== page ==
Matthew Kay: You have to convince everybody, my name is Kevin, and I’m here to help. Let’s work together. But is that where you came up with this internal linking? Model? While you were there? Right. That was the what prompted that? And what were the outcomes of that?

Kevin Indig: Yeah, you know, as I said, has a huge app marketplace, huge lot of GMV a lot of value for the company, really important ecosystem. And it was just not performing as well, from an SEO perspective. And so we did a lot of investigation. And I just, you know, went down the rabbit hole, as I did. So often before, you know, like, I’m really good at immersing myself and in going deep on something. And so I realized how, okay, something about like, internal linking, I found all these, these apps pages, and they had a separate URL for every version. And so naturally, over time, you have some very established apps, they have a ton of versions creates a ton of thin content in you just spread the link equity that you have to thin. And so I worked at Search Metrics a couple years before I mentioned that in professional services and Search Metrics was, it’s what I learned about this idea of Chiron, I learned that from Marcus Tober. And Carrick is something like an inverse PageRank. And it’s kind of the missing link, for a lot of interlinking. You know, the thing is, two big mistakes that people make when it comes to internal linking. One is that they just look at interlinking within a website, but they don’t factor in that that website, get links from other sites as well. Right. So for example, if you have a imagine you have like a three page website, very scrappy homepage, and to say product pages, you can calculate your internal linking strength within these pages. But you also have to take into account that maybe one of these product pages gets a very strong backlink from some other page, and it skews the whole score for the other pages. And it’s often forgotten. So that’s one thing about tipper that’s really important to take into account. And the second thing is his idea of chi rank, which basically points out notes that are very communicative in a network. In other words, what are in a large sites, some of the pages that that get a lot of link equity, but also link out extremely often to other pages. And so, you know, it works, it is really something like an organism, right, where, you know, blood flows through all sorts of pages, and there’s, you know, blood with oxygen, but without oxygen, and you have to take both sides to account. And so I got on this trajectory, I found this thing because of a big problem that was trying to solve a place on the tools that I had learned before. And then out came this model, and we made some very straightforward changes. But I took this model and was able to apply it to lots of other sites. And by now many people have applied this in their companies and saw great results. And so I just yeah, just ended up you know, speaking about it at Tech SEO boost 2018. Which is funny, because it’s there was organizing, still organized by Paul Shapiro, who was at catalyst at the time, and who’s now now Shopify, yes, Shopify, so.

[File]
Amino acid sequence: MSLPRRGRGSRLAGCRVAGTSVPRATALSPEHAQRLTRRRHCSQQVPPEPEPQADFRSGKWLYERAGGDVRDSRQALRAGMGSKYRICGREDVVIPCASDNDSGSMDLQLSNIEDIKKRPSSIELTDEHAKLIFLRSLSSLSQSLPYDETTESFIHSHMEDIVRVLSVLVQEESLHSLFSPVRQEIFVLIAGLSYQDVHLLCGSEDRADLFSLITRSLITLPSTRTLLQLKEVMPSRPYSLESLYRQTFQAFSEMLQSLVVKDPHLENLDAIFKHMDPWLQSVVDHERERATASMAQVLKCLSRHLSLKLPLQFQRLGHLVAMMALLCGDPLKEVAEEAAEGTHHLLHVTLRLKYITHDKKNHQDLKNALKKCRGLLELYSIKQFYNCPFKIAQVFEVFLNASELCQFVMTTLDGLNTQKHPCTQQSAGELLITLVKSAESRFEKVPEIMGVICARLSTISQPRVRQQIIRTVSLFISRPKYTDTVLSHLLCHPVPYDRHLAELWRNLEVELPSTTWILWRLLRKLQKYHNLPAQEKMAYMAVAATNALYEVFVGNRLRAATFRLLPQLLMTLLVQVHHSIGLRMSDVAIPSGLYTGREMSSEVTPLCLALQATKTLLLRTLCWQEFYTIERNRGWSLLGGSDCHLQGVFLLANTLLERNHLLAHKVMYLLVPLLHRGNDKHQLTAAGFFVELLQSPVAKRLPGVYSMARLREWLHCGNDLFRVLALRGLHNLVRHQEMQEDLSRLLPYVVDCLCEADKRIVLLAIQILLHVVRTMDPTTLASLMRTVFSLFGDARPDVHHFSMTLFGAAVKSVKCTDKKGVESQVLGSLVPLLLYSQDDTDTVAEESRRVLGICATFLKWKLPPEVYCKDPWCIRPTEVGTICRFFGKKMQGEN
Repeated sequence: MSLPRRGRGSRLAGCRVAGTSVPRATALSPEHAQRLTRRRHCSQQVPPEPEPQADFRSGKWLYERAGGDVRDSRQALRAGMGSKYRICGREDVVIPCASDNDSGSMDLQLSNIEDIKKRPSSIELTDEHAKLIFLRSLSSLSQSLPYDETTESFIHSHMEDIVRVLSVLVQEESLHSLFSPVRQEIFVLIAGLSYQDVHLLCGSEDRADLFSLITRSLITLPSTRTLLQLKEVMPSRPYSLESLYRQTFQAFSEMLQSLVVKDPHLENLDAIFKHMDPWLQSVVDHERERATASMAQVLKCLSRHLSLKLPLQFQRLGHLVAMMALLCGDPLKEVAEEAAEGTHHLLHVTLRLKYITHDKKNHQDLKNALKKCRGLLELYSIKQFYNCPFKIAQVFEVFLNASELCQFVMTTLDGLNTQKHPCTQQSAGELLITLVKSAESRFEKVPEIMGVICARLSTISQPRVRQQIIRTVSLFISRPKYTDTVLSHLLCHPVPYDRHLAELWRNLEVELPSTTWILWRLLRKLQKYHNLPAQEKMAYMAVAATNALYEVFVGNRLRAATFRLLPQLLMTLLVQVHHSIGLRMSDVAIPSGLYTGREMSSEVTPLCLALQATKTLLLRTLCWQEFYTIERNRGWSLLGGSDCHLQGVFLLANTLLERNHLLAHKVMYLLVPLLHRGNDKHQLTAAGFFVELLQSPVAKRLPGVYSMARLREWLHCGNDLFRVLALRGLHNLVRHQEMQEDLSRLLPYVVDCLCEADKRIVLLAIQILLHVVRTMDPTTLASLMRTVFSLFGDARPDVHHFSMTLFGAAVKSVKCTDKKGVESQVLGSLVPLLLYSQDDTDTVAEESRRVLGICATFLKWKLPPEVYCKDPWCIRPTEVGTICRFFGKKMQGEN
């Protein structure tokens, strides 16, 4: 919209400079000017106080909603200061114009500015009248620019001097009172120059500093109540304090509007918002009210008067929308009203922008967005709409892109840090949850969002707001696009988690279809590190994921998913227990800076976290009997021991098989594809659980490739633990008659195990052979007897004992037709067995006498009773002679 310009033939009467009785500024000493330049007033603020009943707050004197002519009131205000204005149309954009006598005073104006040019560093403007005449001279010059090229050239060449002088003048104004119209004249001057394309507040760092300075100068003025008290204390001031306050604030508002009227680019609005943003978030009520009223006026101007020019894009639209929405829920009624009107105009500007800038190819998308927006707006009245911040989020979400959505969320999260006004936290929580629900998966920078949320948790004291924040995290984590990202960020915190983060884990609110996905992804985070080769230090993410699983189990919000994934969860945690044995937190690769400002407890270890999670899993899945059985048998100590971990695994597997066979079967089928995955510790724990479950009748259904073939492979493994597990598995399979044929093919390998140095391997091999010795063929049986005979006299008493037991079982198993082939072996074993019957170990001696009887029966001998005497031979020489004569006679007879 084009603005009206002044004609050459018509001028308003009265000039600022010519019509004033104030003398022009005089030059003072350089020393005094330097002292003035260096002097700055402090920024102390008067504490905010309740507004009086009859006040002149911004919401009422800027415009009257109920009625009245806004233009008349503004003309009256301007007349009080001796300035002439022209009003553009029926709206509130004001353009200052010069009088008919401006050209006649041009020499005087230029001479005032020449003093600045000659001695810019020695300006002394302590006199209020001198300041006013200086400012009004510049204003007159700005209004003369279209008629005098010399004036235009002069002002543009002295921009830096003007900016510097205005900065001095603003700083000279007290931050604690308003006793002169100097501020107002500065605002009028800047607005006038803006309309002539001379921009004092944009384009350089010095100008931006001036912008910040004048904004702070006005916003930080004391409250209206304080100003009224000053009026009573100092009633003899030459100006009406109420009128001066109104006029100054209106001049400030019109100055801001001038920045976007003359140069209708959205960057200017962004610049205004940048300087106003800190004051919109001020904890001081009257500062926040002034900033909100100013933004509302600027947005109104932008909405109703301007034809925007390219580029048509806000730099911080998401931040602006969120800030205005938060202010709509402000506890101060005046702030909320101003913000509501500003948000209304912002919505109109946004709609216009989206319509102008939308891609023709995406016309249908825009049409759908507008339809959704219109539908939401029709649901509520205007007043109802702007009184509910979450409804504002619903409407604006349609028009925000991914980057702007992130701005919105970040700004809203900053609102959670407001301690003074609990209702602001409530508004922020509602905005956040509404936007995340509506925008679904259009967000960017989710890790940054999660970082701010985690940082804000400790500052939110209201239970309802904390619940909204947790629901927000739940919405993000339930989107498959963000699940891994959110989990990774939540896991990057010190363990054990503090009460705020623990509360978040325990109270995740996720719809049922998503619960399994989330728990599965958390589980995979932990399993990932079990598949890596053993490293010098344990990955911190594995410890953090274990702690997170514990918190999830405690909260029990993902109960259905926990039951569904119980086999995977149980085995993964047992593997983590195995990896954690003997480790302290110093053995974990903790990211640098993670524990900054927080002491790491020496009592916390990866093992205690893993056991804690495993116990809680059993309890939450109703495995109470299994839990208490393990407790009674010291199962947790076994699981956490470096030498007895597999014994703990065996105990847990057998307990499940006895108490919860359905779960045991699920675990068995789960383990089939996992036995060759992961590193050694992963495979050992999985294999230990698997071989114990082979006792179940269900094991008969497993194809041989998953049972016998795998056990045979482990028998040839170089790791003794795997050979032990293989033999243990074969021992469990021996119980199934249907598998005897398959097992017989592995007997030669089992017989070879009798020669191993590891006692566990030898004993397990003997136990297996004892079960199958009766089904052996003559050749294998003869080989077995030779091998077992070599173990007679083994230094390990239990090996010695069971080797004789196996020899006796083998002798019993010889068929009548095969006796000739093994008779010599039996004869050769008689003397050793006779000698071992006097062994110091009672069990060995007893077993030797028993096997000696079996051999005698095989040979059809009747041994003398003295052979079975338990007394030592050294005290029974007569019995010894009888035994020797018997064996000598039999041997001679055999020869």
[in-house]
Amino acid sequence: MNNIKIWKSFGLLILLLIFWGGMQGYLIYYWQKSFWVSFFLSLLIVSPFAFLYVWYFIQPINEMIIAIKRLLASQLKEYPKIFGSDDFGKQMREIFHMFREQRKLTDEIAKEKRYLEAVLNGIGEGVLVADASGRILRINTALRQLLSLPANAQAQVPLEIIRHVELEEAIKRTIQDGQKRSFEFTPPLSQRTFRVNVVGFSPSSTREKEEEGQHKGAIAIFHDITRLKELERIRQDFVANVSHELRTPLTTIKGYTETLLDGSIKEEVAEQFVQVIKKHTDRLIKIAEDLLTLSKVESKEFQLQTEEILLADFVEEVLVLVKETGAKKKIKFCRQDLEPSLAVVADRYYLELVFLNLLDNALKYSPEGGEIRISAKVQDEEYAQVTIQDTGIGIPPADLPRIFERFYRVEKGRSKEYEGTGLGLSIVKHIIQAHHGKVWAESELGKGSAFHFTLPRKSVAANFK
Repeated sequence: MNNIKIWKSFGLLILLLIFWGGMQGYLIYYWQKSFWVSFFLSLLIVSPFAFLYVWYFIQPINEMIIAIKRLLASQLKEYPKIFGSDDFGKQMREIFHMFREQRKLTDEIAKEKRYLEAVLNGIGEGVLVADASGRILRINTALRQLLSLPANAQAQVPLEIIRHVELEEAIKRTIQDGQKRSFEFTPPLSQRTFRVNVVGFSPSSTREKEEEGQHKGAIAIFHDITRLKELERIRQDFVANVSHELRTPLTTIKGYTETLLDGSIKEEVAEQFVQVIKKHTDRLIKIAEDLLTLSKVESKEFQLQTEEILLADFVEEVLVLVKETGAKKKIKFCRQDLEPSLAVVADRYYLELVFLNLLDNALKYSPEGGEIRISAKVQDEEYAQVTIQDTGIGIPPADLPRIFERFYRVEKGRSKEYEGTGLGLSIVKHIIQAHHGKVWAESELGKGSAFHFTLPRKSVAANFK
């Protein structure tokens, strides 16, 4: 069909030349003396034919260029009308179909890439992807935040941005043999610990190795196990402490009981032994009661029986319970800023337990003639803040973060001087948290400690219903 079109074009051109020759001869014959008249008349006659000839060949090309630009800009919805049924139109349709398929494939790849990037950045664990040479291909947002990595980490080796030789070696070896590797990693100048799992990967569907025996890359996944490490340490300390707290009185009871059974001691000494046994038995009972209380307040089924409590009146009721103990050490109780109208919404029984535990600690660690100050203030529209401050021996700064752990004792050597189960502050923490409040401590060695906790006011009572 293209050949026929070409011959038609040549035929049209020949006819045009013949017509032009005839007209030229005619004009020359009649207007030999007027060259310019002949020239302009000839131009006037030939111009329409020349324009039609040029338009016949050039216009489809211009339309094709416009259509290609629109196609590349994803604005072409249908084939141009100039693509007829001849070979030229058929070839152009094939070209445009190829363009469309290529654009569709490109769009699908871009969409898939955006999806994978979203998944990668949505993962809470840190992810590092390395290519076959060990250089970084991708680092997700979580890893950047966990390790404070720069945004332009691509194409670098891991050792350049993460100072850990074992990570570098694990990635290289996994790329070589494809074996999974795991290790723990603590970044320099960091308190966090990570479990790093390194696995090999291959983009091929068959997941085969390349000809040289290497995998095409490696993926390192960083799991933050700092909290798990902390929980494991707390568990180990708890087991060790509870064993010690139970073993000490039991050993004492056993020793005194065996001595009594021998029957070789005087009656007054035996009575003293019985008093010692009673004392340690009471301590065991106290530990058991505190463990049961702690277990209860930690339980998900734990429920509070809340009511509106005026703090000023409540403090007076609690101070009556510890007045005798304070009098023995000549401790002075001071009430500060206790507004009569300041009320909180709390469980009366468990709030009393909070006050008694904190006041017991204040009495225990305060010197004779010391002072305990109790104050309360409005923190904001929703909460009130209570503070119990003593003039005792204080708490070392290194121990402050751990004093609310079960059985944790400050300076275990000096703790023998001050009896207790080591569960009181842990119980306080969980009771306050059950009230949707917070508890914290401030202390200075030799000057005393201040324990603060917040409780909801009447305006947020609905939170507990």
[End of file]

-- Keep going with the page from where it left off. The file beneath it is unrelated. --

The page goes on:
Matthew Kay: I love it. I love it. Yeah, no. And I think it’s, it’s interesting to the one trait I may be observed over and over again, is the willingness to go down rabbit holes, or just spend a lot of time getting familiar with a topic. That muscle does that carry off into other areas of your life, Kevin, like just, I’m just gonna learn everything about this one thing, okay, sure, fine.

Kevin Indig: Yeah, for sure. You know, I, again, I think back at the time was more something like natural that just happened. And again, like now, many years later, after a lot of reflection, I, one of my core values is growth, and learning. And that just stretches to all areas of my life. You know what, like, I’m very much into fitness. For example, I’m a lifter. I read a ton of books, you’ll see books all around me like I have a huge stack of all of these apps to read all of those. I mean, it’s just some of the books that I have. But yeah, I just I just like, I just like learning and growing in something. I also would I also would say I have a lot of grit. You know, I often start something very poorly but I have the grit and the tenacity to stick with something. So these two things always have always helped me a lot in my life.

Matthew Kay: 100% a really, really valuable skills or traits that have G2 craft if you are looking for soft where you’re going to run into The idea of the businesses, what would you say a directory for software reviews? What is the the liner notes?

Kevin Indig: Yeah, you know, if you were to take a snapshot today would probably be something like a review site, a software review site, but the greater idea is for it to become the marketplace for software. Right. So whenever you need about software, comparison, evaluation reviews, maybe some other things in the future, then you got to do to.

Matthew Kay: Gotcha. I think anyone that has had to sift through a demo before they’re able to get pricing or really understand the positioning or what others think about a given tool. It’s very appreciative of some of the work that G2 does. What was the the thesis coming in? And what was your time there like?